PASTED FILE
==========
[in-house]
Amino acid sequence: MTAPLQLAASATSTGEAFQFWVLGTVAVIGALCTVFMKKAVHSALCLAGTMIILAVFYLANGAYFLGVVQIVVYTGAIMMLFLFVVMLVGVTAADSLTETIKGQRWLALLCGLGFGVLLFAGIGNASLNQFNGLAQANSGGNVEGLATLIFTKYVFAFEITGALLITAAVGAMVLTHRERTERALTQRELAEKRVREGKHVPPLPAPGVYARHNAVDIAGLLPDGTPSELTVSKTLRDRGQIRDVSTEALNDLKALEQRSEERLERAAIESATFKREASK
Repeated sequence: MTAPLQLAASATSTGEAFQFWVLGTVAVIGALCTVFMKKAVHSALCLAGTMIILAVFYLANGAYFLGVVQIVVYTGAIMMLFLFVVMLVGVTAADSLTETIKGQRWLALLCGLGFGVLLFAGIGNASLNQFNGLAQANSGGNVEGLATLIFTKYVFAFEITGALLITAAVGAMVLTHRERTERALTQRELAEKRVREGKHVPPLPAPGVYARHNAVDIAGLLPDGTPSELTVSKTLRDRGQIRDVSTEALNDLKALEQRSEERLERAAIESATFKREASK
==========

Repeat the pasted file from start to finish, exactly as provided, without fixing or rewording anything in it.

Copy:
[in-house]
Amino acid sequence: MTAPLQLAASATSTGEAFQFWVLGTVAVIGALCTVFMKKAVHSALCLAGTMIILAVFYLANGAYFLGVVQIVVYTGAIMMLFLFVVMLVGVTAADSLTETIKGQRWLALLCGLGFGVLLFAGIGNASLNQFNGLAQANSGGNVEGLATLIFTKYVFAFEITGALLITAAVGAMVLTHRERTERALTQRELAEKRVREGKHVPPLPAPGVYARHNAVDIAGLLPDGTPSELTVSKTLRDRGQIRDVSTEALNDLKALEQRSEERLERAAIESATFKREASK
Repeated sequence: MTAPLQLAASATSTGEAFQFWVLGTVAVIGALCTVFMKKAVHSALCLAGTMIILAVFYLANGAYFLGVVQIVVYTGAIMMLFLFVVMLVGVTAADSLTETIKGQRWLALLCGLGFGVLLFAGIGNASLNQFNGLAQANSGGNVEGLATLIFTKYVFAFEITGALLITAAVGAMVLTHRERTERALTQRELAEKRVREGKHVPPLPAPGVYARHNAVDIAGLLPDGTPSELTVSKTLRDRGQIRDVSTEALNDLKALEQRSEERLERAAIESATFKREASK